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Zelenskiy to US Congress: ‘Economic aid to Ukraine isn’t charity; it’s an investment in global security’

During his first trip overseas since the Russian invasion began, the Ukrainian president addressed a special session of Congress, where a new $45 billion aid package to Kyiv is being debated

Volodymyr Zelenskiy
Volodymyr Zelenskiy addressing the US Congress, flanked by Vice President Kamala Harris (left) and House Speaker Nancy Pelosi.JIM WATSON (AFP)

Ukrainian President Volodymyr Zelenskiy has addressed several parliaments around the world since the Russian invasion began on February 24. However, he had never spoken to any of them in person – he has always beamed in via videolink. That changed on Wednesday night in Washington, almost 10 months after he became a wartime leader.

Before a special session of the US Congress, Zelenskiy peppered his address with several references to heroic episodes in American history, such as the War of Independence and President Franklin D. Roosevelt’s entry into World War II.

Zelenskiy – speaking from the well of the House of Representatives – emphasized that the battle his armed forces are waging, in the heart of Europe, is crucial for the future of democracy. For this reason, he explained, his troops need “all possible help,” both economically and militarily.

“We are in a position to change the course of the war,” he said. “Your money is not charity – it is an investment in global security that we will manage in the most responsible way.”

Dressed down in his usual green outfit, Zelenskiy was greeted by four minutes of cheers and applause by both Democratic and Republican representatives and senators. He opened his speech with the words “dear Americans” – making it clear that he was also addressing the citizens of the United States, who – whether they like it or not – are funding the defense of Ukraine with their tax dollars.

“Against all odds, Ukraine did not fall. It is alive and kicking,” he proclaimed, after an intense day in Washington, during which he met with President Joe Biden at the White House.

“We defeated Russia. We are not afraid. No one should have to be,” the Ukrainian president continued. “This victory will serve to inspire the global community. It is also a triumph for the Americans. Europe is more united and freer than ever. Russian tyranny has lost its grip on us. And Russian citizens will be free, too, but only when they defeat the Kremlin.”

His appearance came as Congress is considering an omnibus spending bill that will provide, among other things, at least $45 billion in aid to Ukraine. He applied pressure to guarantee a refreshed supply of tanks, missiles and other military equipment, clearly concerned that some Republican and Democratic lawmakers are not keen on continuing to write a blank check to Ukraine.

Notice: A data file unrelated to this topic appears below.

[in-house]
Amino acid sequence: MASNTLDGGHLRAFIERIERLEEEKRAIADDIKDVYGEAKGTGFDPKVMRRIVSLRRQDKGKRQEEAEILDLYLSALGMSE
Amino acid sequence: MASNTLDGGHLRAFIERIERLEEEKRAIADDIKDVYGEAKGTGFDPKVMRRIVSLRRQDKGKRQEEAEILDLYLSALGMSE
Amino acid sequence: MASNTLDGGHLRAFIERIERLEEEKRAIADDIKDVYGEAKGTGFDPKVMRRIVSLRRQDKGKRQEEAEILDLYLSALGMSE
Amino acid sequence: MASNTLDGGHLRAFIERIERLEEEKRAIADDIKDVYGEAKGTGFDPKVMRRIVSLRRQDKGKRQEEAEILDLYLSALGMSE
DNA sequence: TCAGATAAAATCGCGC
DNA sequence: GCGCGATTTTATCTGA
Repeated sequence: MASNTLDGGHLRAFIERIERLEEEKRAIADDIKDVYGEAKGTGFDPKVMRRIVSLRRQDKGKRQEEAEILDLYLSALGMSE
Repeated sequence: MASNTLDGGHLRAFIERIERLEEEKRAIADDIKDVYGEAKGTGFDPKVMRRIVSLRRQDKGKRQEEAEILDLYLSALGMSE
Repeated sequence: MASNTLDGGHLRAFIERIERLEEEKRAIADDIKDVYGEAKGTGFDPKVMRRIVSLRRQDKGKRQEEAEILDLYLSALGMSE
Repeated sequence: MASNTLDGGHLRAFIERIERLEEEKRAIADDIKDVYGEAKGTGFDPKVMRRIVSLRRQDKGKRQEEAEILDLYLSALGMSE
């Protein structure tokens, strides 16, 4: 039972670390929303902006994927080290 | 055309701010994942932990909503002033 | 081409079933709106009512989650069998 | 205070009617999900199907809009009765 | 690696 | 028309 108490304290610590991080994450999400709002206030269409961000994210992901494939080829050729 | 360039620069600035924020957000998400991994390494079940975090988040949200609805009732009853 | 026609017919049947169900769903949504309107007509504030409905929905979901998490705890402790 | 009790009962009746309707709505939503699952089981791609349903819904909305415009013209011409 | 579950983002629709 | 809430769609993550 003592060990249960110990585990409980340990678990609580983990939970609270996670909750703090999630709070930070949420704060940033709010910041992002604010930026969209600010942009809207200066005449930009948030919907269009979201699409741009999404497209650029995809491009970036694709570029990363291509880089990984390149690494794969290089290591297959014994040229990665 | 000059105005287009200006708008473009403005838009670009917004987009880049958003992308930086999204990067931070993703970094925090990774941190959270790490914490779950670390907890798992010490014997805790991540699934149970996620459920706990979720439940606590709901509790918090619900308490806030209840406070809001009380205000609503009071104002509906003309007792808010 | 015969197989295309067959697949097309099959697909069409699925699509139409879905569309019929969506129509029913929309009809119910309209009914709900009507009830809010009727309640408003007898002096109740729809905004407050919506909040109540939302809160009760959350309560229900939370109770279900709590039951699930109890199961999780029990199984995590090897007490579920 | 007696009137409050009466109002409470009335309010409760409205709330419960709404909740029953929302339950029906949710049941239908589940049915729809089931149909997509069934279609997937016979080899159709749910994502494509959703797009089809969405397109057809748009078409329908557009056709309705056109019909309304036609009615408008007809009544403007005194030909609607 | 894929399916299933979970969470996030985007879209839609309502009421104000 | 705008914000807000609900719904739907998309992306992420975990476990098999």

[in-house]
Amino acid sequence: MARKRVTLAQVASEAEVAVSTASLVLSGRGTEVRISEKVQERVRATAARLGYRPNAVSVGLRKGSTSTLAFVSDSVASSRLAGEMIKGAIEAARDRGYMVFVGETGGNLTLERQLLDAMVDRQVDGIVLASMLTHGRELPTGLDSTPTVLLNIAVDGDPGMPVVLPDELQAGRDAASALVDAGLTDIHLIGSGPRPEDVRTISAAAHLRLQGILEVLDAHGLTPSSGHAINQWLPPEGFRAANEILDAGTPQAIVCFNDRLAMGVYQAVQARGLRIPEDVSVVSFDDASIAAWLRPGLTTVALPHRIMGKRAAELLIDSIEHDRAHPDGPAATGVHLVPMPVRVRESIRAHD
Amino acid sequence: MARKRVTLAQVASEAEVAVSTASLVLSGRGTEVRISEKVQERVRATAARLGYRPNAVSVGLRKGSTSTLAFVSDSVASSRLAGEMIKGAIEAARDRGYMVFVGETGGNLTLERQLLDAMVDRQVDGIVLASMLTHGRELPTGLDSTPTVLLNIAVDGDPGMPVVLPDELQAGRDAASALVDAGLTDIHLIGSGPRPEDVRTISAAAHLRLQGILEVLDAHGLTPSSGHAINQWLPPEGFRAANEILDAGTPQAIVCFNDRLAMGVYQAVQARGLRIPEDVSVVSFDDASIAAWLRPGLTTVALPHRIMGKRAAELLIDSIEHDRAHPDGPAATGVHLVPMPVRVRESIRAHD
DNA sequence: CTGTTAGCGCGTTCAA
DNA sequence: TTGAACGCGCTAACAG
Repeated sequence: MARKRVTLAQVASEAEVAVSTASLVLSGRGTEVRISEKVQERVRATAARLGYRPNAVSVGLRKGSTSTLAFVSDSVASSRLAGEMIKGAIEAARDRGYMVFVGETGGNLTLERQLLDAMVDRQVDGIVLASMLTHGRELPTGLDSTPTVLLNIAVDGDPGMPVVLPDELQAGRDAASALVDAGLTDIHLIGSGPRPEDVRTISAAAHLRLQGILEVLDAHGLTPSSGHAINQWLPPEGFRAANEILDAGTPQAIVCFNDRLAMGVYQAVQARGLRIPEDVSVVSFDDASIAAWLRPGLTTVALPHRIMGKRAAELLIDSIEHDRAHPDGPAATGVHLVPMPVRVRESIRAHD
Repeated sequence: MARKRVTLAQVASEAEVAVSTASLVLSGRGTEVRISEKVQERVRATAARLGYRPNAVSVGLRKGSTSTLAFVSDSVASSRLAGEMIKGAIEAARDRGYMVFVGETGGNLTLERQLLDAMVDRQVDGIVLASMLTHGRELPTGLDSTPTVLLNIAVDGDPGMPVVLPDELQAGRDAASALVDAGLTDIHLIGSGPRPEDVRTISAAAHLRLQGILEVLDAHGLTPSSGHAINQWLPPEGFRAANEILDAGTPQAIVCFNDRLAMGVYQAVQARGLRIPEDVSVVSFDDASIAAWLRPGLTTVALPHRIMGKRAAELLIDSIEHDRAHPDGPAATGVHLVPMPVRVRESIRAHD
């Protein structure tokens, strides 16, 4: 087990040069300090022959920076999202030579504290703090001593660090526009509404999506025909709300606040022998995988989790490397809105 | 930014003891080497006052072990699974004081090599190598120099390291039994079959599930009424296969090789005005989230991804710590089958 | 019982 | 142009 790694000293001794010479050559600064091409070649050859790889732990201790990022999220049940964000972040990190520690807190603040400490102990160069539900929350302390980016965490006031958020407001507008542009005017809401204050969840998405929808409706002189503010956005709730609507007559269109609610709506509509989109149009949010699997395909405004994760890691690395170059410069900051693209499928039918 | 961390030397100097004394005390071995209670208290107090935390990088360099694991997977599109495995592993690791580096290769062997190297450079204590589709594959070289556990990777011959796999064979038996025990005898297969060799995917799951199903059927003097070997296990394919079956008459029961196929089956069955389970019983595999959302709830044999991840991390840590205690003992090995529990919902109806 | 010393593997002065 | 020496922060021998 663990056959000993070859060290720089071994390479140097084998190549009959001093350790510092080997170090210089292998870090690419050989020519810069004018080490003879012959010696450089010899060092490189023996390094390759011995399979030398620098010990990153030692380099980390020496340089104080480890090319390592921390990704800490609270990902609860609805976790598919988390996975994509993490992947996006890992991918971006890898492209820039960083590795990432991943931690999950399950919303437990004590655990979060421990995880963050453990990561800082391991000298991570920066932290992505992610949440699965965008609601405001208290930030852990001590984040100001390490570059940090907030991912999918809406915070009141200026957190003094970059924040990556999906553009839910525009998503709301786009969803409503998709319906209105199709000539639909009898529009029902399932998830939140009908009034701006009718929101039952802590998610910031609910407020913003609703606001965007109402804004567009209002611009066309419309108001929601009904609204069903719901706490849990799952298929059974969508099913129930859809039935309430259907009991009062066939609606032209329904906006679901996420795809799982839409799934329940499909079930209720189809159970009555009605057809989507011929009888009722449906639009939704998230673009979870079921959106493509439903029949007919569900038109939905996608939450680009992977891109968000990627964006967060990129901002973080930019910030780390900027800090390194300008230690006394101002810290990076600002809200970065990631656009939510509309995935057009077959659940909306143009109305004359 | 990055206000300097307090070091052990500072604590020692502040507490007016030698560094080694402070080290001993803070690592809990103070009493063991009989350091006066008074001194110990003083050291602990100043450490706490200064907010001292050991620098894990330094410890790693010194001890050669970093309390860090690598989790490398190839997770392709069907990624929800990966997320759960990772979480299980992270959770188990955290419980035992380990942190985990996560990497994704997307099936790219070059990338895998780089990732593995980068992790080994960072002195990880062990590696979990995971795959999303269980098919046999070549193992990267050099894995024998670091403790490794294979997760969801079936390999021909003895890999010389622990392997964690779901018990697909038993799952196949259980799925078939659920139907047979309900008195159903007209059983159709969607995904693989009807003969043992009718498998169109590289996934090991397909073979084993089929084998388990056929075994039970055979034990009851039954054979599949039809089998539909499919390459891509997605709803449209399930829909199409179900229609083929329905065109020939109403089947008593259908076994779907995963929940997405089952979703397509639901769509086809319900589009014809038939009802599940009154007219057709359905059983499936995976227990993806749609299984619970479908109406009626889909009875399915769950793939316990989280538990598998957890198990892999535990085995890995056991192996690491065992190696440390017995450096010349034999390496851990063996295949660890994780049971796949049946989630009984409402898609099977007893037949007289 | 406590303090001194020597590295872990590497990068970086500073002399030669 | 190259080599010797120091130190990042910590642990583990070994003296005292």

“We have artillery, yes, thank you. Is it enough? Honestly, no,” Zelenskiy said.

Zelenskiy – who was an actor before becoming president – made a symbolic gesture for effect about 20 minutes into his speech, when he took out the flag of his country. The fabric was covered in the signatures of several Ukrainian soldiers, who signed their names just two days ago in the Donetsk region in eastern Ukraine, where the toughest fighting is currently taking place against the Russian Army. Zelenskiy presented it to Vice President Kamala Harris and House Speaker Nancy Pelosi. Both women flanked the Ukrainian president during the entirety of his speech.

After taking a train to the Polish border, Zelenskiy boarded a plane to Washington, DC, landing at noon EST. He met with Biden for two hours in the Oval Office, where the American president said that his country would support Ukraine’s war effort “for as long as necessary.” He also promised to give Zelenskiy what he has been asking for since the start of the invasion: a Patriot missile system. Following this meeting, the two leaders attended a press conference in the East Wing of the White House.

Pelosi led the joint session of Congress, in what will surely be her last major appearance before leaving office next month. She was speaker of the House between 2007 and 2011, and again since 2019 – the first woman to have ever been elected to the post. After the Republican Party won control of the lower legislative chamber in the 2022 midterm elections, California Republican Kevin McCarthy will be replacing Pelosi in January.

Despite the best efforts of the outgoing speaker, the House floor was not quite full during Zelenskiy’s address. It is Christmas week in Washington – many legislators have already left the city and flown back to their districts, or overseas for vacation. The Ukrainian president’s visit – which was planned in secret and reported to the press on Tuesday night – took the congresspeople and senators by surprise. In addition to that, a series of winter storms caused the cancellation of many domestic flights in the Northeastern United States.

After the speech ended, Democratic Senator Chuck Schumer – the majority leader in the Senate – spoke to reporters. He warned that if Congress did not approve the pending aid package to Ukraine, “it would mean losing the war.” Meanwhile, Mitch McConnell – the Republican minority leader in the Senate – told the media that “the most important thing in the world right now is to defeat Russia.” However, not everyone in his party agrees. Several members of the Republican Party prefer to focus on domestic issues, especially since, over the last 10 months, the American government has already approved $65 billion in military and humanitarian aid to Ukraine.

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